Naturalized Areas is a general term for actively incorporating or restoring sustainable landscaping practices that mimic natural conditions including a reduced dependence on watering and fertilization. These can be incorporated into existing stormwater BMPs, such as naturalized detention basins, but are more commonly found in the context of a riparian (or other specially protected) buffer areas. Native or naturalized areas includes the restoration of forest (i.e. reforestation), savanna, and/or meadow and the conversion of turf to meadow.
A vegetated swale (or bioswale) is a shallow stormwater channel that is densely planted with a variety of grasses, shrubs, and/or trees designed to slow, filter, and infiltrate stormwater runoff. Check dams can be used to improve performance and maximize infiltration, especially in steeper areas. (Low Impact Development Manual for Michigan 2008)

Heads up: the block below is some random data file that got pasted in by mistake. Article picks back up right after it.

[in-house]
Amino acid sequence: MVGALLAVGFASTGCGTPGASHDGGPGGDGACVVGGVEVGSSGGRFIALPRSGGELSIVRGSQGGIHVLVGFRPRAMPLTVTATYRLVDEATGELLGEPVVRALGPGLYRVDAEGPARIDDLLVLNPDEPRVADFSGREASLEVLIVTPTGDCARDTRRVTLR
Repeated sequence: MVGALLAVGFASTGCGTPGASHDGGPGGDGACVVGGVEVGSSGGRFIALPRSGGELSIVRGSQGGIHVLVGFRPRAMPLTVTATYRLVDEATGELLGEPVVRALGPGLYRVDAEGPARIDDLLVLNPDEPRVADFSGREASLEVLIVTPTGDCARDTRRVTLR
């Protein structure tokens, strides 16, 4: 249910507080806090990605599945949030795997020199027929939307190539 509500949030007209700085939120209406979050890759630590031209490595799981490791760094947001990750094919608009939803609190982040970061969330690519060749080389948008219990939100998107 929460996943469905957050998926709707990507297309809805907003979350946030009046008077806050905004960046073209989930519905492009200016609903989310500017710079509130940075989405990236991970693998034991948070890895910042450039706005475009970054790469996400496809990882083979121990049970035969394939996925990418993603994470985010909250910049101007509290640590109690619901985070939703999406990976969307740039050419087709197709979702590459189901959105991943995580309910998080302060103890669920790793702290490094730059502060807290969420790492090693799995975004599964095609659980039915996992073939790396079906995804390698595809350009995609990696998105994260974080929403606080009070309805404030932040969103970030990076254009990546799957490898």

A riparian buffer is the area of land that exists between low, aquatic areas such as rivers, streams, lakes, and wetlands, and higher, dry upland areas such as forests, farms, cities, and suburbs. Unaltered riparian buffers may exist as various types of floodplain forest or wetland ecosystems. The Michigan Natural Features Inventory (MNFI) has identified multiple types of distinct natural communities which may occur in Michigan's riparian areas, such as southern floodplain forest, southern wet meadow, emergent marsh, and hardwood conifer swamp.
Key design features consist of three distinct codes: